Where the wild things are: How to build a primitive community in the age of technology

Lynx Vilden is on a mission – to create a sanctuary free from the trappings of modern-day life and to return to humankind’s ways of the past. Nellie Bowles reports

Friday 13 March 2020 19:31 GMT
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‘You can create from the land what land has to offer’, says Vilden
‘You can create from the land what land has to offer’, says Vilden (All images Living Wild)

When the end comes, some will not be waiting in a bunker for a saviour. They will stride out into the wilderness with confidence, ready to hunt and kill a deer, tan its hide and sleep easily in a hand-built shelter, close by a fire they made from the force of their two palms on a stick.

Four hours from the Seattle airport, in a valley called Methow, near a town called Twisp, Lynx Vilden is teaching people how to live in the wild, like we imagine Stone Age people did. Not so they could get better at living in cities, or so they could be better competitors in Silicon Valley or Wall Street.

“I don’t want to be teaching people how to survive and then come back to civilisation,” Lynx says. “What if we don’t want to come back to civilisation?”

Some people now are considering what it means to live in a world that could be shut down by a pandemic. But some people are already living like this. Some do it because they just like it. Some do it because they think the end has, in fact, already begun to arrive.

A couple of times a year, Lynx – she goes by the name professionally, though it is not her legal name – teaches a 10-day introduction to living in the wilderness. When I arrived for this program, Lynx runs to me, buckskins flying, her hands cupped tightly around something that was smoking.

She holds it towards my face. I close my eyes and inhale deeply. Confused, she moves her smoking handful to someone else, who blows on it lightly. It is an ember in a nest of seed fluff. Lynx is making fire. Her property looks like a kidnapper’s lair from a movie. But her dream, she tells those of us gathered, is a human preserve. Her vision is called the Settlement. It will have a school, where people can come in street clothes and learn to tan hides. But to enter the preserve itself will mean giving oneself over to it.

“You walk into it naked and if you can create from that land what that land has to offer, then you can stay there,” Lynx says. “It’s going be these feral rewilded people. I’m thinking in two to three generations there could be real wild children.”

The group making their own clothes using recycled and natural fabrics
The group making their own clothes using recycled and natural fabrics (Living Wild)

We set up our tents around her property. I have a sleeping bag from high school, a Swiss army knife and a stack of external batteries. It scares me that there is no phone reception. We communicate over the week in hoots. One hoot means hoot back. Two hoots means “gather”. Three hoots means an emergency, like near-death level.

The class may have been there to go ancient, but they brought very modern food requests. In a group of seven, one student is a strict carnivore – Luke Utah, who likes a morning smoothie of raw milk, liver and egg yolk. Another is a vegan. One student says they are so sensitive to spice that even black pepper is overwhelming. One person is paleo, one is allergic to garlic, and one is gluten-free.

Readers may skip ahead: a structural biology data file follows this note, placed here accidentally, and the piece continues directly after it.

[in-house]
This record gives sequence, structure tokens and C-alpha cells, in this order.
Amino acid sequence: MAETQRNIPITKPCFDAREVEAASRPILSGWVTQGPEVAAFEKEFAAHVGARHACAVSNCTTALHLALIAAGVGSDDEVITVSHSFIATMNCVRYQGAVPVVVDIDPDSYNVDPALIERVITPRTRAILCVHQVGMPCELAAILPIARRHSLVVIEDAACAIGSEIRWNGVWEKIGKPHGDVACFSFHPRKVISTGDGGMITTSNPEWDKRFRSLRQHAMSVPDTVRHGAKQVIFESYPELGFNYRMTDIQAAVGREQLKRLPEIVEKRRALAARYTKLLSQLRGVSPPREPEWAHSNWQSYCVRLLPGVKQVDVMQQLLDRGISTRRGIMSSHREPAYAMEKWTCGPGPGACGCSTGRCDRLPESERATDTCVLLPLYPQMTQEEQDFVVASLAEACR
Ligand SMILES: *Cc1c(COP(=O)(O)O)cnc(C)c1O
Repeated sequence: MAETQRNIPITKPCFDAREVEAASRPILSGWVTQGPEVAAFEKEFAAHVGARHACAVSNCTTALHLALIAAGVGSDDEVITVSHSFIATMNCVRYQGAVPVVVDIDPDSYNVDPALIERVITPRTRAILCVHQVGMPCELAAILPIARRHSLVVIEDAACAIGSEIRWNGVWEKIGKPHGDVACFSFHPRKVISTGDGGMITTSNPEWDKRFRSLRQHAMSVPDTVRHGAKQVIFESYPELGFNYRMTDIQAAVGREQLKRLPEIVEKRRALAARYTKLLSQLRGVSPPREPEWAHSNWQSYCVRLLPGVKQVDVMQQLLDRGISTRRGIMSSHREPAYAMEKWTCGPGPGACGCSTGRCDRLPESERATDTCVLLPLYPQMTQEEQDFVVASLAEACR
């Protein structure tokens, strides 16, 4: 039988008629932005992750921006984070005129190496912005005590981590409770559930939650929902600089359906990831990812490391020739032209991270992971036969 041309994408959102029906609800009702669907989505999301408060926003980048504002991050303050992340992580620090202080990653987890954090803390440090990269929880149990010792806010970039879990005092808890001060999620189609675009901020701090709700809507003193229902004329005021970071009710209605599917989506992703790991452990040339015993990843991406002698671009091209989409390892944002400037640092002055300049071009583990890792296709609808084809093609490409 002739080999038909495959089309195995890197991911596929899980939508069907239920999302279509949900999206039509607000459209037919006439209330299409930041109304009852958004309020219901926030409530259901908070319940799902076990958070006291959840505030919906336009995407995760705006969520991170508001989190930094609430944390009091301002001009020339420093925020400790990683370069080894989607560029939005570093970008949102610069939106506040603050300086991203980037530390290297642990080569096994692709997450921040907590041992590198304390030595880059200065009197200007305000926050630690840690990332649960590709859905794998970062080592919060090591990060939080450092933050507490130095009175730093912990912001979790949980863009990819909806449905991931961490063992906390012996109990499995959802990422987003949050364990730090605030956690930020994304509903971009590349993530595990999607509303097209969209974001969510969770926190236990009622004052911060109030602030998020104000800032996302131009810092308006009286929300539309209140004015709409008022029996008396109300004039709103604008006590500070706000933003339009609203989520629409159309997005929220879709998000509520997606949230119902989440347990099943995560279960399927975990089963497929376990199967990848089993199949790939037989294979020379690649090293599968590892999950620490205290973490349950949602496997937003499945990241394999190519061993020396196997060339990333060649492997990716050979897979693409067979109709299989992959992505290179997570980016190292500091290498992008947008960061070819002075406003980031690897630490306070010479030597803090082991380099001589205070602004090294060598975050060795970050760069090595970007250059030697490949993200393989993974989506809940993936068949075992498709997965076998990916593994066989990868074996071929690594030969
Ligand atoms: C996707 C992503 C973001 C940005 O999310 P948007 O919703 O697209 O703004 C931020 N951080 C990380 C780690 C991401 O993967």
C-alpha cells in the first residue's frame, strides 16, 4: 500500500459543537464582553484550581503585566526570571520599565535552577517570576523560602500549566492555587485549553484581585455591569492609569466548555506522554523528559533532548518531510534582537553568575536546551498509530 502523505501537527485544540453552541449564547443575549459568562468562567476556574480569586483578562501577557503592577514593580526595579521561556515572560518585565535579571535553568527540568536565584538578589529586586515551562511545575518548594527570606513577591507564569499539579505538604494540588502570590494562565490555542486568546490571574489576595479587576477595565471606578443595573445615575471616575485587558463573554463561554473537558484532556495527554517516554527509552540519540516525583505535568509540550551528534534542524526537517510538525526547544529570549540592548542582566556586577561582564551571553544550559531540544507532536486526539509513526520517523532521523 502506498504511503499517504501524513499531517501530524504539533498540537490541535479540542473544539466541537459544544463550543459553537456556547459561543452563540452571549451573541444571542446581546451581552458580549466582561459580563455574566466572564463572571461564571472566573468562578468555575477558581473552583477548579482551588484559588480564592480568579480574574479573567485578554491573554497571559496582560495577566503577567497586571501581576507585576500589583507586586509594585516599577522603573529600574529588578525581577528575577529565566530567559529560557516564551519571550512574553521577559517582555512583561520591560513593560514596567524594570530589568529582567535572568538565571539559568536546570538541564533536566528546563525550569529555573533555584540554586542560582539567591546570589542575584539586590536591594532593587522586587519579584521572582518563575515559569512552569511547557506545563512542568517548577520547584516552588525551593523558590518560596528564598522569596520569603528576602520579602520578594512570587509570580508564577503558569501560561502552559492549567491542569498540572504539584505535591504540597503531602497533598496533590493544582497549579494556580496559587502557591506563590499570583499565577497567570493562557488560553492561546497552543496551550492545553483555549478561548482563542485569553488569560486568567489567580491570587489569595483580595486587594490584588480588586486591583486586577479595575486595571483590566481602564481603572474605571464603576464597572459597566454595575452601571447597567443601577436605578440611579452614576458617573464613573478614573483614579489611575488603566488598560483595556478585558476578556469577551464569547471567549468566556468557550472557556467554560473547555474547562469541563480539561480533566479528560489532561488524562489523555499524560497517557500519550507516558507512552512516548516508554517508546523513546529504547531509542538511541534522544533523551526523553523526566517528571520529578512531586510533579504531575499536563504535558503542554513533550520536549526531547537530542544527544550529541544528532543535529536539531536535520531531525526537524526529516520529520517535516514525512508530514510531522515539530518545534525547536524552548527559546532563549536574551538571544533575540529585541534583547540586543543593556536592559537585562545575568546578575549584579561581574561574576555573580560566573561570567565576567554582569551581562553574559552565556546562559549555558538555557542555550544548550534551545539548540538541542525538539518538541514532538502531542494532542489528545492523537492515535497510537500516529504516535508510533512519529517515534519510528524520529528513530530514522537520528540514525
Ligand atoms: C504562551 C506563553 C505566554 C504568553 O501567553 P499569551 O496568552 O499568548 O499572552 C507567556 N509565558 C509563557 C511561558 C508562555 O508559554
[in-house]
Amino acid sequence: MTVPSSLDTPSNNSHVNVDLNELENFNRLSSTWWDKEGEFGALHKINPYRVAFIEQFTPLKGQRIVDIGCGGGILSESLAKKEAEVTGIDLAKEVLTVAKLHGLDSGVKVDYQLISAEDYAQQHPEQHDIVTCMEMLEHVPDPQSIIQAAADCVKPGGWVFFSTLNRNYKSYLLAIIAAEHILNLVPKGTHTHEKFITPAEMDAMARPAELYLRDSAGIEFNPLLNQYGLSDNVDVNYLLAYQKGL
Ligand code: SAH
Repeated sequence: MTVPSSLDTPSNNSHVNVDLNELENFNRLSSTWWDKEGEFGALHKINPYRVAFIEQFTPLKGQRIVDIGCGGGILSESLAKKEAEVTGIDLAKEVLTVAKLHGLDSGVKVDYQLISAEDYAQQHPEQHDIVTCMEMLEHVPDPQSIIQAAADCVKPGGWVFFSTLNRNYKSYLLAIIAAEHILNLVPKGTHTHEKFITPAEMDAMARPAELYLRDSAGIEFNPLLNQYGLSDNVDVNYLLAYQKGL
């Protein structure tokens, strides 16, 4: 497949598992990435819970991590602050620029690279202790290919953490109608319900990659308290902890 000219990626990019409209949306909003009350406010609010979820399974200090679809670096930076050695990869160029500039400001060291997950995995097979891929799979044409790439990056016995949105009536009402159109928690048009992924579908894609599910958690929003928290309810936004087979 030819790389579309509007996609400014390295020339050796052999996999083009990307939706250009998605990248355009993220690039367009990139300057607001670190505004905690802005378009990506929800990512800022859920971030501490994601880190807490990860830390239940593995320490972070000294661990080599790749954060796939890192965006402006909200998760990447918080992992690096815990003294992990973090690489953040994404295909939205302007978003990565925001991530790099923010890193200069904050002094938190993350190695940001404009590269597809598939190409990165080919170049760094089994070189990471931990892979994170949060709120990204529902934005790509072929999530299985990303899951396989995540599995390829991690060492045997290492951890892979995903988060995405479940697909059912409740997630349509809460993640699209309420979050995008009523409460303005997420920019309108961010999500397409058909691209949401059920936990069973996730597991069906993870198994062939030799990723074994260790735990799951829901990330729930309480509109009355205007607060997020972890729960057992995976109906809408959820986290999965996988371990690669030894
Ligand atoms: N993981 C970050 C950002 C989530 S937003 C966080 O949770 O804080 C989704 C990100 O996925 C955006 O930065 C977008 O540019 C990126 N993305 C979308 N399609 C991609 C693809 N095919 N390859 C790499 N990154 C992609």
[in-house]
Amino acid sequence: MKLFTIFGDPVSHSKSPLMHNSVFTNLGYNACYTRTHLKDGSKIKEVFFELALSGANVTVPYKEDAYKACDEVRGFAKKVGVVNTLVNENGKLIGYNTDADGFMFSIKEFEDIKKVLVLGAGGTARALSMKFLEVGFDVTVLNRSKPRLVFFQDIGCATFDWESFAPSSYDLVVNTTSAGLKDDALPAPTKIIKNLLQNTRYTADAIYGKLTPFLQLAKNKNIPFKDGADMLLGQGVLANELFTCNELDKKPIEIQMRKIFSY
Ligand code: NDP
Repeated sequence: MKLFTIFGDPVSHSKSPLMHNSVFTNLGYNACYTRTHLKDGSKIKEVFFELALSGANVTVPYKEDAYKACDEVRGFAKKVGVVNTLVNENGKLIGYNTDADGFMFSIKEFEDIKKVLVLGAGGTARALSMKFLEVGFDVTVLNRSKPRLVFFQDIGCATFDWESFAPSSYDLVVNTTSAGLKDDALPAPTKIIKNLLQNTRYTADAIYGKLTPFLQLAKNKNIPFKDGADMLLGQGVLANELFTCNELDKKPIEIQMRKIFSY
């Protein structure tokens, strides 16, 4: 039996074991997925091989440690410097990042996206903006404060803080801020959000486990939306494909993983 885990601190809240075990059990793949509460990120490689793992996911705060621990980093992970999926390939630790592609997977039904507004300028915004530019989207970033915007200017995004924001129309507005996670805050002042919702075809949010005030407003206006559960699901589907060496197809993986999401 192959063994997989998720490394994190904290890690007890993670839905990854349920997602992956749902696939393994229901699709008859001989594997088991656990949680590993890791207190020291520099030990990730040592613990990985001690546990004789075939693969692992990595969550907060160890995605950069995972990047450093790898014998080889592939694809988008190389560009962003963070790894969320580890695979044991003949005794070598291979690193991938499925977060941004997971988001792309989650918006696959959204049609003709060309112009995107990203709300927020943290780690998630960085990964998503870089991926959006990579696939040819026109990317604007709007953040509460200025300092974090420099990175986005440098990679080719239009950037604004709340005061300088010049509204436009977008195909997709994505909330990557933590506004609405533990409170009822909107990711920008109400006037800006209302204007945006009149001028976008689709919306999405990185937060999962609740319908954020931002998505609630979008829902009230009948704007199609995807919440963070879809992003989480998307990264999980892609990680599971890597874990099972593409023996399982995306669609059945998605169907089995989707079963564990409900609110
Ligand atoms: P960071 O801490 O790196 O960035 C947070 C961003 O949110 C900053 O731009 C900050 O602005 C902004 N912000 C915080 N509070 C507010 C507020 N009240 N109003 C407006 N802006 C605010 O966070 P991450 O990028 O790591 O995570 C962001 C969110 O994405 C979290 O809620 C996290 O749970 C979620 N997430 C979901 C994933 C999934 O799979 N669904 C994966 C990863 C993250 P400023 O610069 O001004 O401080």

Louis Pommier, a French chef turned backpacker, is bartering his skill for attendance. He nods empathetically as he hears these restrictions but would go on to mostly ignore them. The first night he made a chicken curry.

Many of the people who were there came feeling useless in their lives. Some had just quit their jobs. Lynx says many of the students who come for the months-long intensives (another option) are divorced, or on their way to it. Several talk about feeling embarrassed at how soft their hands are, and how dependent they had gotten on watching TV to fall asleep.

We woke up the next morning and gathered around the open fire for boiled eggs. Soon we would learn how to chop down a tree. First Lynx greeted the tree. She puts her hands on it. “If you’re willing to be cut down, will you give a yes?” she asks. She tugs the tree. She calls it a muscle test. Apparently the tree says yes. “We have to kill to live,” she says.

Many students have brought elegant knives and axes from rewilding festivals – there’s a booming primitive festival circuit, with names like Rabbitstick Rendezvous, Hollowtop and Saskatoon Circle – but when confronted with an actual tree they didn’t want to use those. There was an old ax they used instead. Its head periodically flung off, each time narrowly missing someone. The tree eventually fell, a foot from my tent.

Foraging for firewood nearby to burn later that evening
Foraging for firewood nearby to burn later that evening (Living Wild)

The vibe is a mix of Burning Man, a Renaissance fair and an apocalyptic religious fantasy. There is no doomsday prepper gun room – what would happen when bullets run out? Nor is there a sort of kumbaya, gentle-love-of-nature-yoga-class vibe. When Lynx told the story of killing her first deer, she says the deer, wounded, tried to drag herself away.

We shave off the tree’s bark and got to the cambium, the soft inner layer of bark that we would boil in water. This would be used to tan hides. We learn on supermarket salmon skin. We tear into the plastic bags of sockeye salmon with stone shards, then descale the skin with dull bones.